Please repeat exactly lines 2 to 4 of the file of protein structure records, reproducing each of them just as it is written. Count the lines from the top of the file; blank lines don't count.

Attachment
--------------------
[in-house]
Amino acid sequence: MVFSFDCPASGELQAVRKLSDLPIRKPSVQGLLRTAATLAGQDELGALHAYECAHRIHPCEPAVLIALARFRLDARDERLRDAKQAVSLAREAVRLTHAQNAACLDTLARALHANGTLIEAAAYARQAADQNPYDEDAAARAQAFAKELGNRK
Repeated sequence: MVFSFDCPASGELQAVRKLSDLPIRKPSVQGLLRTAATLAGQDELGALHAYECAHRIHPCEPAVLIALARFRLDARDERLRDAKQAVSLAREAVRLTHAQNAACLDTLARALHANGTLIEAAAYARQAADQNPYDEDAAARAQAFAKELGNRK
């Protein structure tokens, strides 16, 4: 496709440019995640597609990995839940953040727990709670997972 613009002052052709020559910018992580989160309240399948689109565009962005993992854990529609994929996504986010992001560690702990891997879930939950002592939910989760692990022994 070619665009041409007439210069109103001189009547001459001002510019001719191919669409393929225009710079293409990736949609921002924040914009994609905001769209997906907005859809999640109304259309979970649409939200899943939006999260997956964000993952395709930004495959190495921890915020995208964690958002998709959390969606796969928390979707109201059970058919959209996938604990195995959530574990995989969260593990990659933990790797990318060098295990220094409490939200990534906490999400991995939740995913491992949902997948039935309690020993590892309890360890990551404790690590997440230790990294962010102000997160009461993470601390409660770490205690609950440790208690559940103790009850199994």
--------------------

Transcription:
Amino acid sequence: MVFSFDCPASGELQAVRKLSDLPIRKPSVQGLLRTAATLAGQDELGALHAYECAHRIHPCEPAVLIALARFRLDARDERLRDAKQAVSLAREAVRLTHAQNAACLDTLARALHANGTLIEAAAYARQAADQNPYDEDAAARAQAFAKELGNRK
Repeated sequence: MVFSFDCPASGELQAVRKLSDLPIRKPSVQGLLRTAATLAGQDELGALHAYECAHRIHPCEPAVLIALARFRLDARDERLRDAKQAVSLAREAVRLTHAQNAACLDTLARALHANGTLIEAAAYARQAADQNPYDEDAAARAQAFAKELGNRK
């Protein structure tokens, strides 16, 4: 496709440019995640597609990995839940953040727990709670997972 613009002052052709020559910018992580989160309240399948689109565009962005993992854990529609994929996504986010992001560690702990891997879930939950002592939910989760692990022994 070619665009041409007439210069109103001189009547001459001002510019001719191919669409393929225009710079293409990736949609921002924040914009994609905001769209997906907005859809999640109304259309979970649409939200899943939006999260997956964000993952395709930004495959190495921890915020995208964690958002998709959390969606796969928390979707109201059970058919959209996938604990195995959530574990995989969260593990990659933990790797990318060098295990220094409490939200990534906490999400991995939740995913491992949902997948039935309690020993590892309890360890990551404790690590997440230790990294962010102000997160009461993470601390409660770490205690609950440790208690559940103790009850199994």